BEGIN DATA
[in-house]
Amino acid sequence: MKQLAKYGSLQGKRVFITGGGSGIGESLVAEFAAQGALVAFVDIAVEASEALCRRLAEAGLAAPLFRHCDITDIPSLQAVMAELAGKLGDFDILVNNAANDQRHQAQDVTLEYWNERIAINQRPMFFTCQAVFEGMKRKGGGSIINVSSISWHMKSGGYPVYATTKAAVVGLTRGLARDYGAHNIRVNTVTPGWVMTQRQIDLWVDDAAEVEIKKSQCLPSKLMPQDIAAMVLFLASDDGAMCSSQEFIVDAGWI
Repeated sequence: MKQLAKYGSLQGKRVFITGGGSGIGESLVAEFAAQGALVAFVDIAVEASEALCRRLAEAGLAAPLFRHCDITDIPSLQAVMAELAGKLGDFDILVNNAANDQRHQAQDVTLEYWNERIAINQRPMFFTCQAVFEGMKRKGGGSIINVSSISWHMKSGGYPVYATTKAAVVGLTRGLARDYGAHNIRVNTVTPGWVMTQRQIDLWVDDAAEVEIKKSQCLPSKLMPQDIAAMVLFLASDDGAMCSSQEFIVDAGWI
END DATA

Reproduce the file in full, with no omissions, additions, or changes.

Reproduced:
[in-house]
Amino acid sequence: MKQLAKYGSLQGKRVFITGGGSGIGESLVAEFAAQGALVAFVDIAVEASEALCRRLAEAGLAAPLFRHCDITDIPSLQAVMAELAGKLGDFDILVNNAANDQRHQAQDVTLEYWNERIAINQRPMFFTCQAVFEGMKRKGGGSIINVSSISWHMKSGGYPVYATTKAAVVGLTRGLARDYGAHNIRVNTVTPGWVMTQRQIDLWVDDAAEVEIKKSQCLPSKLMPQDIAAMVLFLASDDGAMCSSQEFIVDAGWI
Repeated sequence: MKQLAKYGSLQGKRVFITGGGSGIGESLVAEFAAQGALVAFVDIAVEASEALCRRLAEAGLAAPLFRHCDITDIPSLQAVMAELAGKLGDFDILVNNAANDQRHQAQDVTLEYWNERIAINQRPMFFTCQAVFEGMKRKGGGSIINVSSISWHMKSGGYPVYATTKAAVVGLTRGLARDYGAHNIRVNTVTPGWVMTQRQIDLWVDDAAEVEIKKSQCLPSKLMPQDIAAMVLFLASDDGAMCSSQEFIVDAGWI